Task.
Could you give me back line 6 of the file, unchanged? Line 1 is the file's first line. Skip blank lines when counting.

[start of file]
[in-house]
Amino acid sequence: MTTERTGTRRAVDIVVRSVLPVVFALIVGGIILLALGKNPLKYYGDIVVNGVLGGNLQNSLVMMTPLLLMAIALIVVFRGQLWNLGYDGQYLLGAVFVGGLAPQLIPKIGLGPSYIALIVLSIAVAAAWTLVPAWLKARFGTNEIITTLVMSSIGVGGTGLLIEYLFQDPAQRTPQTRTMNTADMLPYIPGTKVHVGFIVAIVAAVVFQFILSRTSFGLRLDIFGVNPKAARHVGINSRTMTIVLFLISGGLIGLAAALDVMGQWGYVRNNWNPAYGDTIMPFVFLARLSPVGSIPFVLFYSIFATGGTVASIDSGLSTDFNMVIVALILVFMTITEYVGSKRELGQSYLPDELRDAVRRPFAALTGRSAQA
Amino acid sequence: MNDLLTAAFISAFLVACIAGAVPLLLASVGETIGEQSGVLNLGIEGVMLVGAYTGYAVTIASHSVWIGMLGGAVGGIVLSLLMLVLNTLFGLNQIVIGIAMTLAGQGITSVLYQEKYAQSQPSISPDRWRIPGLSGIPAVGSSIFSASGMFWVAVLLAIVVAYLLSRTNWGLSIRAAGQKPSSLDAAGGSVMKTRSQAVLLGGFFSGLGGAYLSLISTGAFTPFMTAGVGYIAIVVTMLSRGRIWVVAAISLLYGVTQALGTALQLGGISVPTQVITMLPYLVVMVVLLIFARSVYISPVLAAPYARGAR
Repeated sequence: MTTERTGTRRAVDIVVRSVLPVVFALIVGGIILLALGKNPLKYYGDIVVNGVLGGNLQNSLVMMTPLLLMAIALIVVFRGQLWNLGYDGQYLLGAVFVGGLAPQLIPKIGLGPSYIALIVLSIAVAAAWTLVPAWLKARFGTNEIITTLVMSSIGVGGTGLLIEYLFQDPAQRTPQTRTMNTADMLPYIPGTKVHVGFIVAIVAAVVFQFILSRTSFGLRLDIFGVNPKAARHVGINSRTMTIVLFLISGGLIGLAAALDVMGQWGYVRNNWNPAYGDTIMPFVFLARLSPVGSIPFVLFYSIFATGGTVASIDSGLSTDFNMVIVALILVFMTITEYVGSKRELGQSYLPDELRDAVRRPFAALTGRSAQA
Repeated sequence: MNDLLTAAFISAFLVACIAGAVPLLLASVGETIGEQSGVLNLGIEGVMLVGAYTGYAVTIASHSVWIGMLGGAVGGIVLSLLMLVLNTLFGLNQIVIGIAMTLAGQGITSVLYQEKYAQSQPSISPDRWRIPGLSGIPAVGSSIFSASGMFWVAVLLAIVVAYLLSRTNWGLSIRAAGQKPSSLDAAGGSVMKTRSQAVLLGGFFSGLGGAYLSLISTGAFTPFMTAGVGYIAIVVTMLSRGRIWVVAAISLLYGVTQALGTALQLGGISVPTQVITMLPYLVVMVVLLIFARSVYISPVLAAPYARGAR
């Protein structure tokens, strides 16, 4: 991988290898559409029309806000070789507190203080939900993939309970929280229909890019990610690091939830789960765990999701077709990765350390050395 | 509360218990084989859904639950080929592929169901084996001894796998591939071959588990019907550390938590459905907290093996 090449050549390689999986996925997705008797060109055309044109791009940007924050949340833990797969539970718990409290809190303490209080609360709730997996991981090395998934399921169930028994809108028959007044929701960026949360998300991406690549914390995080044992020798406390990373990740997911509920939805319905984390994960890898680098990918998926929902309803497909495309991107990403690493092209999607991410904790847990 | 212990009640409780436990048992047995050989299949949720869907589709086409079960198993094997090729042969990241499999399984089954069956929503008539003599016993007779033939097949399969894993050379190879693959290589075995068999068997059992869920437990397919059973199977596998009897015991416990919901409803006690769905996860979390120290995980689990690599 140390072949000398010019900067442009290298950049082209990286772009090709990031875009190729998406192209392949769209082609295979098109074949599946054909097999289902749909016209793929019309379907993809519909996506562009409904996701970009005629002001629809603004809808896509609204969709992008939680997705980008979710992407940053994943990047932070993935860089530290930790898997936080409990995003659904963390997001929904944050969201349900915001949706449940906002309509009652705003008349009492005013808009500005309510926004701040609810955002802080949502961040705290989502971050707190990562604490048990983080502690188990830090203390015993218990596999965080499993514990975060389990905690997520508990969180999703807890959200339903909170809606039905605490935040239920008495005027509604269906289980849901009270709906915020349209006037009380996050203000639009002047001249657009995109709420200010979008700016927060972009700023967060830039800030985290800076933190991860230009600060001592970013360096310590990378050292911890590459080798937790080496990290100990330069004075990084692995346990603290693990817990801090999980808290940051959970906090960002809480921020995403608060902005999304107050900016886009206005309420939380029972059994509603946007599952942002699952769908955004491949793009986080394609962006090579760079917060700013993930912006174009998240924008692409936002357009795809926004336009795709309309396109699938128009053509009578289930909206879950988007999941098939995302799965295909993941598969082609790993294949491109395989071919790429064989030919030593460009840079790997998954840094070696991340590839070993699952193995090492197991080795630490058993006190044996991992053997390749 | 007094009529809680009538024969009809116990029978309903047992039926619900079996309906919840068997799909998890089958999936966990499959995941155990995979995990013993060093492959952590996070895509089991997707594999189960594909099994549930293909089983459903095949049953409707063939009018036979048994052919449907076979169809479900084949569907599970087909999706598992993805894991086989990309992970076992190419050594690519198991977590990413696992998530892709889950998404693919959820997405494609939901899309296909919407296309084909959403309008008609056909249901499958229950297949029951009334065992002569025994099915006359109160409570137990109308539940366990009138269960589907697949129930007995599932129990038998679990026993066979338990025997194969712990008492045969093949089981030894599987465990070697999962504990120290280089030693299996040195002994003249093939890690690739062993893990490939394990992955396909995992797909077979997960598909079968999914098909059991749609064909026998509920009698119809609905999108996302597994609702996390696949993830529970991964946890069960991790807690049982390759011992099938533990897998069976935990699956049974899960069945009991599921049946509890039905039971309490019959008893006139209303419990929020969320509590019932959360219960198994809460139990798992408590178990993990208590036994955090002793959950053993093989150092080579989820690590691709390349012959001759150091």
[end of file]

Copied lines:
């Protein structure tokens, strides 16, 4: 991988290898559409029309806000070789507190203080939900993939309970929280229909890019990610690091939830789960765990999701077709990765350390050395 | 509360218990084989859904639950080929592929169901084996001894796998591939071959588990019907550390938590459905907290093996 090449050549390689999986996925997705008797060109055309044109791009940007924050949340833990797969539970718990409290809190303490209080609360709730997996991981090395998934399921169930028994809108028959007044929701960026949360998300991406690549914390995080044992020798406390990373990740997911509920939805319905984390994960890898680098990918998926929902309803497909495309991107990403690493092209999607991410904790847990 | 212990009640409780436990048992047995050989299949949720869907589709086409079960198993094997090729042969990241499999399984089954069956929503008539003599016993007779033939097949399969894993050379190879693959290589075995068999068997059992869920437990397919059973199977596998009897015991416990919901409803006690769905996860979390120290995980689990690599 140390072949000398010019900067442009290298950049082209990286772009090709990031875009190729998406192209392949769209082609295979098109074949599946054909097999289902749909016209793929019309379907993809519909996506562009409904996701970009005629002001629809603004809808896509609204969709992008939680997705980008979710992407940053994943990047932070993935860089530290930790898997936080409990995003659904963390997001929904944050969201349900915001949706449940906002309509009652705003008349009492005013808009500005309510926004701040609810955002802080949502961040705290989502971050707190990562604490048990983080502690188990830090203390015993218990596999965080499993514990975060389990905690997520508990969180999703807890959200339903909170809606039905605490935040239920008495005027509604269906289980849901009270709906915020349209006037009380996050203000639009002047001249657009995109709420200010979008700016927060972009700023967060830039800030985290800076933190991860230009600060001592970013360096310590990378050292911890590459080798937790080496990290100990330069004075990084692995346990603290693990817990801090999980808290940051959970906090960002809480921020995403608060902005999304107050900016886009206005309420939380029972059994509603946007599952942002699952769908955004491949793009986080394609962006090579760079917060700013993930912006174009998240924008692409936002357009795809926004336009795709309309396109699938128009053509009578289930909206879950988007999941098939995302799965295909993941598969082609790993294949491109395989071919790429064989030919030593460009840079790997998954840094070696991340590839070993699952193995090492197991080795630490058993006190044996991992053997390749 | 007094009529809680009538024969009809116990029978309903047992039926619900079996309906919840068997799909998890089958999936966990499959995941155990995979995990013993060093492959952590996070895509089991997707594999189960594909099994549930293909089983459903095949049953409707063939009018036979048994052919449907076979169809479900084949569907599970087909999706598992993805894991086989990309992970076992190419050594690519198991977590990413696992998530892709889950998404693919959820997405494609939901899309296909919407296309084909959403309008008609056909249901499958229950297949029951009334065992002569025994099915006359109160409570137990109308539940366990009138269960589907697949129930007995599932129990038998679990026993066979338990025997194969712990008492045969093949089981030894599987465990070697999962504990120290280089030693299996040195002994003249093939890690690739062993893990490939394990992955396909995992797909077979997960598909079968999914098909059991749609064909026998509920009698119809609905999108996302597994609702996390696949993830529970991964946890069960991790807690049982390759011992099938533990897998069976935990699956049974899960069945009991599921049946509890039905039971309490019959008893006139209303419990929020969320509590019932959360219960198994809460139990798992408590178990993990208590036994955090002793959950053993093989150092080579989820690590691709390349012959001759150091």